As a big fan of the fantasy genre, I love what Morning Star (Ethos) has to offer. Not only is the fantasy world intriguing and beautiful, but the loveAs a big fan of the fantasy genre, I love what Morning Star (Ethos) has to offer. Not only is the fantasy world intriguing and beautiful, but the love story and good vs evil plot are exciting as well.
Brianna Armstrong is a college student who discovers an amazing creature she's never seen before--a large, purple dragonfly--and this discovery leads her to a whole new life. It turns out that the dragonfly belongs to a strange man she's seen walking around her campus. His name is Kalen and he's not from anywhere Brianna has ever heard of before. Kalen's actually from a world called Ethos, and he doesn't quite fit in on Earth with his old-fashioned manners, misunderstandings of modern English words or phrases, and strange clothing.
Kalen and Brianna quickly realize the strong connection between them, but they aren't allowed to act on that. Kalen has made vows in his world that don't allow him to get romantically involved, and especially not with Brianna. The romantic storyline is heart-wrenching and beautifully written, so that the reader really feels for them as they cope with their relationship and its limitations. A big part of this novel is the idea that true love can survive all odds, and very many obstacles are thrown at Brianna and Kalen as they work to solve mysteries, to understand a prophecy, and to fight against the aforementioned evil forces.
One special aspect of this novel is the illustrations. Between chapters are these gorgeous illustrations of what's happening, and they really help to bring the story to life. I read a lot of fantasy novels and haven't seen one illustrated like that, and its' a real treat to have a visual for some of the scenes.
The ending actually caused me to gasp--I was shocked that it was over! I'm glad to know that this is the first book, and that there's another one coming out. I can't wait! ...more
So, the hot girl's friend isn't hot. Jane is average, and her friend Miranda gets all the attention while they're out at bars.
And while they're out atSo, the hot girl's friend isn't hot. Jane is average, and her friend Miranda gets all the attention while they're out at bars.
And while they're out at a particular bar, a cute bartender named Brady tries to convince Jane she has more going for her than she knows, and she can totally get a date within three weeks if she really tries.
Jane says hell no I can't, Brady says yes you can.. and there's your plot.
The plot is obviously recycled and not a new idea, but it still makes for an okay read.
Bonuses: When Brady tells Jane that she always goes out with Miranda because she's using her as an excuse to keep guys away.
Also, Miranda lives a wild life 'cause she had leukemia as a child, and that adds another layer of depth to their relationship and the story....more
This is the first novel about angels that I've read. I had my doubts about liking an angel book, especially because I didn't want to end up reading aThis is the first novel about angels that I've read. I had my doubts about liking an angel book, especially because I didn't want to end up reading a book based on religion. The good news is this novel barely mentions religion, and for most of the novel the whole angel aspect is skirted around instead of being a focal point.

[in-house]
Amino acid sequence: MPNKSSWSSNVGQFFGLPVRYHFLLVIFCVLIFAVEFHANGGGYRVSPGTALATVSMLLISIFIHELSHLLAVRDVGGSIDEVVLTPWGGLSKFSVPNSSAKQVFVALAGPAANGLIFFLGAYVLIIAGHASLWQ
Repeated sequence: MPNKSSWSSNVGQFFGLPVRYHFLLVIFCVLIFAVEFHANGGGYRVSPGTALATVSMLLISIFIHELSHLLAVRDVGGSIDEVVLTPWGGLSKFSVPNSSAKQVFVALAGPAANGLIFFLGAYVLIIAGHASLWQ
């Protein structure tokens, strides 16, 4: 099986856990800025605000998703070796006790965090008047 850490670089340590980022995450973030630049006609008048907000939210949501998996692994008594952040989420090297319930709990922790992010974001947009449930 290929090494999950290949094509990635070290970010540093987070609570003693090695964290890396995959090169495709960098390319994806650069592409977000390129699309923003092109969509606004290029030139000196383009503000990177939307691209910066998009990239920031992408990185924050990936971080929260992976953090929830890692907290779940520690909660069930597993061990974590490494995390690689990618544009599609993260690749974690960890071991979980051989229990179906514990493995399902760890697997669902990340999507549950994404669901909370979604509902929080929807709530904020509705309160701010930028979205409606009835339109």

I spotted this one at the library last week and since I've heard so many good things about this series, I had to check it out to see what all the hype is about. In short, I'm glad I did!
I liked the main character, Luce, who ends up going to a school for troubled teenagers after the suspicious death of a guy she was seeing. The romantic interests are intriguing characters, as are the protagonists. I love it when characters have a lot more to them than what is originally portrayed, and that is quite a theme in Fallen.
The beginning seemed slow to start for me, but I was intrigued when the story picked up--and it didn't take too long until I was hooked.
I mostly liked the ending though I question the direction the story is taking (not willing to give spoilers but if my concerns are relevant in the second novel, I will be sure to include them in that review), and I'm looking forward to reading the next novel!...more
Two societies live in vaults and are warned of each other. One colony only comes out at night, dubbedBeautifully written novella about forbidden love.
Two societies live in vaults and are warned of each other. One colony only comes out at night, dubbed moonwalkers, and the other society only comes out during the day, called sun-walkers. Otherwise, each society spends their time inside a protective vault where they live in fear throughout either the day or night. Once Lyra, a moonwalker, misses the locking of her colony's vault, she is found by sun-walkers, and that's when the story takes a turn.
My biggest problem with this story? It's too short. I wanted it to be a prequel to a novel, and then (if the author could swing it) it could have been a series.
The love happened way too fast, way too easily, though I wasn't really disappointed. It made sense, just in more of a long-term way. I understand the characters' draw to one another, just not their pace....more